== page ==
DEUSDEDIT, ARCHBISHOP OF CANTERBURY, DYING, WIGHARD WAS SENT TO ROME TO SUCCEED HIM IN THAT DIGNITY; BUT HE DYING THERE, THEODORE WAS ORDAINED ARCHBISHOP, AND SENT INTO BRITAIN WITH THE ABBOT HADRIAN.
Death of Archbishop Deusdedit.
IN the above-mentioned year of the aforesaid eclipse, which was presently followed by the pestilence, in which also Bishop Colman, being overcome by the unanimous consent of the Catholics, returned home, Deusdedit, the sixth bishop of the church of Canterbury, died on the 14th of July. Erconbert, also, king of Kent, departed this life the same month and day; leaving his kingdom to his son Egbert, which he held nine years. The see then became vacant for some considerable time, until the priest Wighard, a man skilled in ecclesiastical discipline, of the English race, was sent to Rome by the said King Egbert, and Oswy, king of the Northumbrians, as was briefly mentioned in the foregoing book, with a request that he might be ordained bishop of the church of England; sending at the same time presents to the apostolic pope, and many vessels of gold and silver. Arriving at Rome, where Vitalian presided at that time over the Apostolic See, and having made known to the aforesaid pope the occasion of his journey, he was not long after snatched away, with almost all his companions that went with him, by a pestilence which happened at that time.
But the apostolic pope having consulted about that affair, made diligent inquiry for some one to send to be archbishop of the English churches. There was then in the Niridan monastery, which is not far from the city of Naples in Campania, an abbot, called Hadrian, by nation an African, well versed in holy writ, experienced in monastical and ecclesiastical discipline, and excellently skilled both in the Greek and Latin tongues. The pope, sending for him, commanded him to accept of the bishopric, and repair into Britain; he answered, that he was unworthy of so great a dignity, but said he could name another, whose learning and age were fitter for the episcopal office. And having proposed to the pope a certain monk, belonging to a neighbouring monastery of virgins, whose name was Andrew, he was by all that knew him judged worthy of a bishopric; but bodily infirmity prevented his being advanced to the episcopal station. Then again Hadrian was pressed to accept of the bishopric; but he desired a respite for a time, to see whether he could find another fit to be ordained bishop.
There was at that time in Rome, a monk, called Theodore, well known to Hadrian, born at Tarsus in Cilicia, a man well instructed in worldly and Divine literature, as also in Greek and Latin; of known probity of life, and venerable for age, being sixty-six years old. Hadrian offered him to the pope to be ordained bishop, and prevailed; but upon these conditions, that he should conduct him into Britain, because he had already travelled through France twice upon several occasions, and was, therefore, better acquainted with the way, and was, moreover, sufficiently provided with men of his own; as also that being his fellow-labourer in doctrine, he might take special care that Theodore should not, according to the custom of the Greeks, introduce any thing contrary to the true faith into the church where he presided. Hadrian, being ordained subdeacon, waited four months for his hair to grow, that it might be shorn into the shape of a crown; for he had before the tonsure of St. Paul, the apostle, after the manner of the eastern people. He was ordained by Pope Vitalian, in the year of our Lord 668, on Sunday, the 26th of March, and on the 27th of May was sent with Hadrian into Britain.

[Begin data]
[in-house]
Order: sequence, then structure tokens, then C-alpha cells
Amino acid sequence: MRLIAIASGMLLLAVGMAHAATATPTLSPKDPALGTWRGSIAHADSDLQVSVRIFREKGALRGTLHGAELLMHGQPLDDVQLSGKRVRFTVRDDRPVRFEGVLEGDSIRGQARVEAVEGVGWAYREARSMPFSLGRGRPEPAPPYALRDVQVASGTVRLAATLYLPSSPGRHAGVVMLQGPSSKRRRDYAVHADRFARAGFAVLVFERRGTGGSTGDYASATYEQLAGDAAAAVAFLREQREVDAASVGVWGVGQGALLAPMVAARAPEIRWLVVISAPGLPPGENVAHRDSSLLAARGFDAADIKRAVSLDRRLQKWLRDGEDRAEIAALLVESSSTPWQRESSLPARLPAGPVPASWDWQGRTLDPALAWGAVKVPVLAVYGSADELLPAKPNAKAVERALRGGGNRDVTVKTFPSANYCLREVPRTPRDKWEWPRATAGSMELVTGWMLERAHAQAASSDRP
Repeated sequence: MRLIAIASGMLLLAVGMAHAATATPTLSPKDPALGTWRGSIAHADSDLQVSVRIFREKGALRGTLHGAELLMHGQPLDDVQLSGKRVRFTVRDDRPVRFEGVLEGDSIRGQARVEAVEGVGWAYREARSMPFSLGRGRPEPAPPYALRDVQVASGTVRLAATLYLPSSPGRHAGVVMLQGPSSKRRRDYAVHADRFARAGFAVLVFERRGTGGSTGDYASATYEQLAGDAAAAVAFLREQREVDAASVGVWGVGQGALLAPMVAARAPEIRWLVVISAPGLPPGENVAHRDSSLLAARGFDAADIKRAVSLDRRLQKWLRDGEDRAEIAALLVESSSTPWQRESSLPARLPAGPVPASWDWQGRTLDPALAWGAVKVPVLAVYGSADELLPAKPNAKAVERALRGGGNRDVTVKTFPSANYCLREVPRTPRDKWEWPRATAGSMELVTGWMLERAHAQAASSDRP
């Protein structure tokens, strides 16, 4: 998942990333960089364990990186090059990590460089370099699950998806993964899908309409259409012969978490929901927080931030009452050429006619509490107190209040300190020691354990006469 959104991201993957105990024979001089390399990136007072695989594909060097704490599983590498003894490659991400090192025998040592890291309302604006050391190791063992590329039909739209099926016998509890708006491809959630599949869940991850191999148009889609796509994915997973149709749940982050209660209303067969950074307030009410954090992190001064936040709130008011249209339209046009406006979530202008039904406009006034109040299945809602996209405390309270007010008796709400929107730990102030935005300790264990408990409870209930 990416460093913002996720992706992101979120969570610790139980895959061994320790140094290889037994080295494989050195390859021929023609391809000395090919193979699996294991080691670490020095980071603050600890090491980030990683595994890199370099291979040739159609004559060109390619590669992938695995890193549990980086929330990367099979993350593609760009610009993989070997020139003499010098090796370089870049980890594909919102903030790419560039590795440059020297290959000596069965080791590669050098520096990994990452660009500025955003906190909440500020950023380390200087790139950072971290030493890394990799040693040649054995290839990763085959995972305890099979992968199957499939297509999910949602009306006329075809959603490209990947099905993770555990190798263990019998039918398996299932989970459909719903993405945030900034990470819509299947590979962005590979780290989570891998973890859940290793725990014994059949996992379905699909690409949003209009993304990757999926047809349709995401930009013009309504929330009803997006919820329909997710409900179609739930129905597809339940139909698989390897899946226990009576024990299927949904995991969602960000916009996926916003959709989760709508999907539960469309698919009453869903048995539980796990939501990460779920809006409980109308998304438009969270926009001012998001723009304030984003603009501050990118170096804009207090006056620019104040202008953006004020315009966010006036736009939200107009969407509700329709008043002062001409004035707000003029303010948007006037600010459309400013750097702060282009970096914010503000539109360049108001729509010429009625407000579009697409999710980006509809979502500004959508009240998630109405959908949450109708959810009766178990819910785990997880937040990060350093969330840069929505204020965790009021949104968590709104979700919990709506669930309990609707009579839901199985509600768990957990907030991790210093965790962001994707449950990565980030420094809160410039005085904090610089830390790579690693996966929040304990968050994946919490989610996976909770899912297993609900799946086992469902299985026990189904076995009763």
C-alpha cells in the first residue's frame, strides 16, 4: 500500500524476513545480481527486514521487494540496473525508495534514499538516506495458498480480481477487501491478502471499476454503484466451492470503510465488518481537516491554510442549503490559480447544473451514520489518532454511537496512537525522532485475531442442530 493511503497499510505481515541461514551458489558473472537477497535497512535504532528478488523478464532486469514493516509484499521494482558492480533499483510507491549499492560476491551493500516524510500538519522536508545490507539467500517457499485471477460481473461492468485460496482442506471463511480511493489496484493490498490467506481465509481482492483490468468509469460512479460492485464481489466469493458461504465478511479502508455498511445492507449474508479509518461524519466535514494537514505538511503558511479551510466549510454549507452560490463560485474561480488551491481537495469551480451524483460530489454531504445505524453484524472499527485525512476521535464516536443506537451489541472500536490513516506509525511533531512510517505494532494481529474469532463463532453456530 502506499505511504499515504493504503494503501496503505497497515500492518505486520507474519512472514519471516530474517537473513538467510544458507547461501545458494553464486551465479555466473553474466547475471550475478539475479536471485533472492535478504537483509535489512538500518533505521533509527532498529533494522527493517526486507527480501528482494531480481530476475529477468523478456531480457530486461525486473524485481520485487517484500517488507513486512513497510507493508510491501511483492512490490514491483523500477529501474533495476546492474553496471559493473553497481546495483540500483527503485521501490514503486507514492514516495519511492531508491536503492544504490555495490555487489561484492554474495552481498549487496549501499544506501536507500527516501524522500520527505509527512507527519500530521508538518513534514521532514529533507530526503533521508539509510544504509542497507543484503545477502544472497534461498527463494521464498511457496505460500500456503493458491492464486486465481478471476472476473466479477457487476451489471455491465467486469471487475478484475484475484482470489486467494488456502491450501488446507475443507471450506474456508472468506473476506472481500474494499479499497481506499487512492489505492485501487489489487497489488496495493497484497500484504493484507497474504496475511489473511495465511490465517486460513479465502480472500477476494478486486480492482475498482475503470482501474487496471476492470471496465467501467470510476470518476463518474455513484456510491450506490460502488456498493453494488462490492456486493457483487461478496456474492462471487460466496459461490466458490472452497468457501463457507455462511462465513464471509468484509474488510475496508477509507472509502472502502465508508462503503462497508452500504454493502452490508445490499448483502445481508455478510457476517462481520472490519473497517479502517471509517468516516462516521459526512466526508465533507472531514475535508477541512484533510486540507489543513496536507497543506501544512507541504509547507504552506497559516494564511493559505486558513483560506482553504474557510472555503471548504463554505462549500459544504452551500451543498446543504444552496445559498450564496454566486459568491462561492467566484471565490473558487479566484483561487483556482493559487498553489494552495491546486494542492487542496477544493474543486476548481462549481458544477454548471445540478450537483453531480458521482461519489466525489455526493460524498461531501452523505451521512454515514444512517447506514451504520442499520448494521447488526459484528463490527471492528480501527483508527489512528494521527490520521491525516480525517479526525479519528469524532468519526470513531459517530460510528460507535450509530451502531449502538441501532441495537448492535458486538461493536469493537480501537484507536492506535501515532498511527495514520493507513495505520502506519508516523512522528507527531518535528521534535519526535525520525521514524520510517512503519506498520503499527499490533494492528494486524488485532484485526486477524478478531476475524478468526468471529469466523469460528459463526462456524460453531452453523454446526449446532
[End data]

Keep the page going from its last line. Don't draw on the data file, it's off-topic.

They proceeded by sea to Marseilles, and thence by land to Arles, and having there delivered to John, archbishop of that city, Pope Vitalian’s letters of recommendation, were by him detained till Ebrin, the king’s mayor of the palace, sent them a pass to go where they pleased. Having received the same, Theodore repaired to Agilbert, bishop of Paris, of whom we have spoken above, and was by him kindly received, and long entertained. But Hadrian went first to Emme, and then to Faro, bishops of Sens and Meaux, and lived with them a considerable time; for the hard winter had obliged them to rest wherever they could. King Egbert, being informed by messengers that the bishop they had asked of the Roman prelate was in the kingdom of France, sent thither his præfect, Redfrid, to conduct him; who, being arrived there, with Ebrin’s leave, conveyed him to the port of Quentavic; where, being indisposed, he made some stay, and as soon as he began to recover, sailed over into Britain. But Ebrin detained Hadrian, suspecting that he went on some message from the emperor to the kings of Britain, to the prejudice of the kingdom, of which he at that time took especial care; however, when he found that he really had no such commission, he discharged him, and permitted him to follow Theodore. As soon as he came, he received from him the monastery of St. Peter the apostle, where the archbishops of Canterbury are usually buried, as I have said before; for at his departure, the apostolic lord had ordered that he should provide for him in his diocese, and give him a suitable place to live in with his followers.
CHAP II. —
THEODORE VISITS ALL PLACES; THE CHURCHES OF THE ENGLISH BEGIN TO BE INSTRUCTED IN HOLY LITERATURE, AND IN THE